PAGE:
Abstract: The 2000 Excavations at Zeugma, Turkey


Around 300 BCE Seleucus I founded the twin cities of Seleucia and Apamea, each on opposite sides of the Euphrates River.  The bridge that united them, the only permanent crossing of the Euphrates between the Taurus Mountains and Babylonia, became so important that the two cities eventually became known as Zeugma, or “Bridgetown.”  Zeugma became one of the more significant urban centers of the Seleucid Empire, and when it became part of the Roman province of Syria early in the 1st century CE it hosted one of the Syrian legions, Legio IIII Scythica.  The influx of soldiers and civilians swelled the population of the two cities, causing a building boom of houses and shops.  In the mid-third century this thriving community was sacked by a Sasanid invasion led by Shapur I, and nearly every quarter of Zeugma was destroyed by fire.

Late in the 20th century, in order to improve the socio-economic climate of the Gaziantep region of Turkey, the Birecik Dam was constructed over the Euphrates River, just downstream from Zeugma.  The resulting artificial lake completely flooded Apamea, while approximately 30% of Seleucia was inundated.  As the flood waters rose over Seleucia emergency excavations were organized.  Funded by the Packard Humanities Institute, a multinational team raced against time to uncover the buried city.  The excavations yielded evidence for public life in the city, including several baths, a temple and a possible hall of records, but more spectacular were the results from the domestic quarters, which uncovered a number of houses, many sumptuously decorated with fine mosaics and elaborate wall paintings.  This lecture will present an overview of the Zeugma excavations, concentrating on the remains from the private sector of the settlement.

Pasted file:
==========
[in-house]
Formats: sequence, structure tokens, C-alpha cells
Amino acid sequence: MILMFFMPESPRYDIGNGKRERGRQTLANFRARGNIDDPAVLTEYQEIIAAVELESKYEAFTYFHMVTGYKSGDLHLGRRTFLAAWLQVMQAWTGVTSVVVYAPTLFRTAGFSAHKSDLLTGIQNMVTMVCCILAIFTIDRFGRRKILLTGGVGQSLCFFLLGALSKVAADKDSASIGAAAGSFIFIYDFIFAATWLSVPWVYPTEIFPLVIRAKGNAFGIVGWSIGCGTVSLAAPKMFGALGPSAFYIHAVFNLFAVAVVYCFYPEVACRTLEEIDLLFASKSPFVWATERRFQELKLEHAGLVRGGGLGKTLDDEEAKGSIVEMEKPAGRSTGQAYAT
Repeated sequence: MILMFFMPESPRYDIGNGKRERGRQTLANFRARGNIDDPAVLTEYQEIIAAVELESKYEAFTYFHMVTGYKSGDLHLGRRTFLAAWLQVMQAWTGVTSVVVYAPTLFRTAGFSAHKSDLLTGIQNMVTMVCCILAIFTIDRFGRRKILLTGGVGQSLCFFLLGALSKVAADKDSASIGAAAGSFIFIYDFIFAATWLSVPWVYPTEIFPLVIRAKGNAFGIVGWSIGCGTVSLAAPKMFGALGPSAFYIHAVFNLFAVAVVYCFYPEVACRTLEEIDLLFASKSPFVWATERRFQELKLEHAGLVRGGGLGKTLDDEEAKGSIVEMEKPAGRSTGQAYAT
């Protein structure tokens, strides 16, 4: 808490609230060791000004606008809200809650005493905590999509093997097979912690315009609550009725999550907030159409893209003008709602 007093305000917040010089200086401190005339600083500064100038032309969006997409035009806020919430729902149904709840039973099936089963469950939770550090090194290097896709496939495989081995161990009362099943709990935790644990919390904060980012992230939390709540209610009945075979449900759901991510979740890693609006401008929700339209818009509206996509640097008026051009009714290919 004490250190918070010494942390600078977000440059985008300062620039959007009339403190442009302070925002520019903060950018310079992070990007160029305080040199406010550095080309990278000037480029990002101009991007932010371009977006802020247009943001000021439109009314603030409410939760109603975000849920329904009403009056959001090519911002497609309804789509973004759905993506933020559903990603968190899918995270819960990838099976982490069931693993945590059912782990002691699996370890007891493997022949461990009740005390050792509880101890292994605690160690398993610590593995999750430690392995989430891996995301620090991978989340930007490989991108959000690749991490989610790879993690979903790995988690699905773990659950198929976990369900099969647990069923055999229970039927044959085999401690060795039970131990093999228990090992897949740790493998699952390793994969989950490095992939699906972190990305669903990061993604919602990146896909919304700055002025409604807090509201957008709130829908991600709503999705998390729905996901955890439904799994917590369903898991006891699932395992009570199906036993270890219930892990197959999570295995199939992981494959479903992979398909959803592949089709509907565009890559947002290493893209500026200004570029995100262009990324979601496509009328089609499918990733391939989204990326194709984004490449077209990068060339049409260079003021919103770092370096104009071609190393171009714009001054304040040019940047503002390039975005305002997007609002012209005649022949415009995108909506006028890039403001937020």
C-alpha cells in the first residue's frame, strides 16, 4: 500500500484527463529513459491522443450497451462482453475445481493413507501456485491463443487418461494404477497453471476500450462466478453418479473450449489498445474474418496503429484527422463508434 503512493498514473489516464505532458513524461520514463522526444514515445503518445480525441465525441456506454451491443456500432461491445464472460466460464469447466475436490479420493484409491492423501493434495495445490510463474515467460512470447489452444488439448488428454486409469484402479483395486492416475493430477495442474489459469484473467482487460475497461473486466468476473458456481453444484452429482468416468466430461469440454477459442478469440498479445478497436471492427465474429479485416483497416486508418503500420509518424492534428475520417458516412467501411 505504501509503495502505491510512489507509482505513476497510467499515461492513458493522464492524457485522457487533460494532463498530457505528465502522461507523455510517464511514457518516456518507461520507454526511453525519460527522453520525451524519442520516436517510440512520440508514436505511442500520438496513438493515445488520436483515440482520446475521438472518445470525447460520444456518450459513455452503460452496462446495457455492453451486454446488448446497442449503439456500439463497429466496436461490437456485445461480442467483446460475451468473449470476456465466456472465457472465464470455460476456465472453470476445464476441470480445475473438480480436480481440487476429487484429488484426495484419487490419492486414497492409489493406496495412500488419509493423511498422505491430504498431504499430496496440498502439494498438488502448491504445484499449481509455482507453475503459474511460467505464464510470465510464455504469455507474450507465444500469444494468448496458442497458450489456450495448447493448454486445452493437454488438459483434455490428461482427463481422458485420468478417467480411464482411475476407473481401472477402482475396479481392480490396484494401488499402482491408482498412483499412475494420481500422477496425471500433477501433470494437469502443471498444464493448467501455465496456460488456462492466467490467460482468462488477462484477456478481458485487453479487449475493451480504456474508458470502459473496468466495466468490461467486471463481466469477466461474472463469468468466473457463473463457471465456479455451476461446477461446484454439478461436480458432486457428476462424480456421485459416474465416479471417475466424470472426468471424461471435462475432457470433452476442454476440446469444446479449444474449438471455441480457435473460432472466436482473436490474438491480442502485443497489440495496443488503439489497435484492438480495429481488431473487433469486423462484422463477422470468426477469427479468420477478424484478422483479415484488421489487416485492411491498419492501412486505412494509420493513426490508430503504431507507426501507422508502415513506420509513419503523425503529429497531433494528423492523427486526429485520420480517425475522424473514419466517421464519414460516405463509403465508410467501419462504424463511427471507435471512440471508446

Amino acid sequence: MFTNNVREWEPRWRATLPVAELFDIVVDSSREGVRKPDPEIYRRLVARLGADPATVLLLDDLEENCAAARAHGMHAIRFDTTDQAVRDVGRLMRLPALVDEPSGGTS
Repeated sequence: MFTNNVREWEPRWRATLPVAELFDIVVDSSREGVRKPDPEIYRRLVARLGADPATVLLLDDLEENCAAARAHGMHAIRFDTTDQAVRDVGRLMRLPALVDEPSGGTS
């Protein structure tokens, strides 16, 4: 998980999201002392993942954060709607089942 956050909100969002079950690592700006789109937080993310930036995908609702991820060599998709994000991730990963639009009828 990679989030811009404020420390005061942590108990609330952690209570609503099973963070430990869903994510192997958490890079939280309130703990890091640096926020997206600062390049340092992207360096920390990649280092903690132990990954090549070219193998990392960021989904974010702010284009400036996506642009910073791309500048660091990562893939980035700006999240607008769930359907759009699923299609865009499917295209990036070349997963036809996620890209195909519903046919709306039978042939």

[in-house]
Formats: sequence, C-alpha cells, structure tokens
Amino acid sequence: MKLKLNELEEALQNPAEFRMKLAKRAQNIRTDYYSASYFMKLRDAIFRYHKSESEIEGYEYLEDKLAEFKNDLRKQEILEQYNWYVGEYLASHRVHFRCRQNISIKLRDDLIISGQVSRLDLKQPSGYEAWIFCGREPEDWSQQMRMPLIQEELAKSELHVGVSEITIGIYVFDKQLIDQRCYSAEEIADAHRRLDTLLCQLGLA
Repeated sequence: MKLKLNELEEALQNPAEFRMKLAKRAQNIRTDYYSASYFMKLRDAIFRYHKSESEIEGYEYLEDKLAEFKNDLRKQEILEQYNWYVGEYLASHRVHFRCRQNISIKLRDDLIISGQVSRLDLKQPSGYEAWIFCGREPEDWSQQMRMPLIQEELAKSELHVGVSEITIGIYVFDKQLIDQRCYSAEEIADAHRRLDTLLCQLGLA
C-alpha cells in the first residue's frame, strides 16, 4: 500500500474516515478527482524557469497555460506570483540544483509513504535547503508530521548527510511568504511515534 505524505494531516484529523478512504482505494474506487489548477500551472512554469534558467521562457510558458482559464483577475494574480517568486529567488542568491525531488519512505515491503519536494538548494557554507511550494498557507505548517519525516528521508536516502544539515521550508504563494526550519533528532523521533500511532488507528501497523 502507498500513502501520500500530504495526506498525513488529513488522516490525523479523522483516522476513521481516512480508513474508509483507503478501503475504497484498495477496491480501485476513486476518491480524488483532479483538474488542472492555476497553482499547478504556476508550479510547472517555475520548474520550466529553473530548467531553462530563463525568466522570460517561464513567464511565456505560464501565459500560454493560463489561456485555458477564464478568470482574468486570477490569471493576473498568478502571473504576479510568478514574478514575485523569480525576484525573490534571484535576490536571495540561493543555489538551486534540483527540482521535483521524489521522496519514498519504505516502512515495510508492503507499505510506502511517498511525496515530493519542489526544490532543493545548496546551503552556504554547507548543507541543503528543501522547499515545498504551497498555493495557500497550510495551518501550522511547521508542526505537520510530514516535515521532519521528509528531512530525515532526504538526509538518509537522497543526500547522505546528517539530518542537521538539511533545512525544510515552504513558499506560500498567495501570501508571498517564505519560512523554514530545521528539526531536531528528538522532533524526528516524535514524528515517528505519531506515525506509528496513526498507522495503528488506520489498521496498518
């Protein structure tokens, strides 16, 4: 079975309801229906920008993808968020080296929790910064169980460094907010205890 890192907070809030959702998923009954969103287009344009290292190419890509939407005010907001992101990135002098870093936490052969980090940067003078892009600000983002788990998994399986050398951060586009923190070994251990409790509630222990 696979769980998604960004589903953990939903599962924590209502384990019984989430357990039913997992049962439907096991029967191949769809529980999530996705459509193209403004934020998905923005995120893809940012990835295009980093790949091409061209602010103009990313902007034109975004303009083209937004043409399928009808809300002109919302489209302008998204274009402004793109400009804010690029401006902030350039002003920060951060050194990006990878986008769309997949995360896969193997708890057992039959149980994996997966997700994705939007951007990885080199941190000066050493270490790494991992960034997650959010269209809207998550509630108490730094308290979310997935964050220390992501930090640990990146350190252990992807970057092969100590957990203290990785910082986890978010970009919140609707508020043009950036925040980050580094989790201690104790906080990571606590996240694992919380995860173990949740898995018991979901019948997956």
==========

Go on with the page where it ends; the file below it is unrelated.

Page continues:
Short bibliography and/or website on lecture topic:

R. Early et al., Zeugma: Interim Reports, Journal of Roman Archaeology Supplementary Series 51 (2003)

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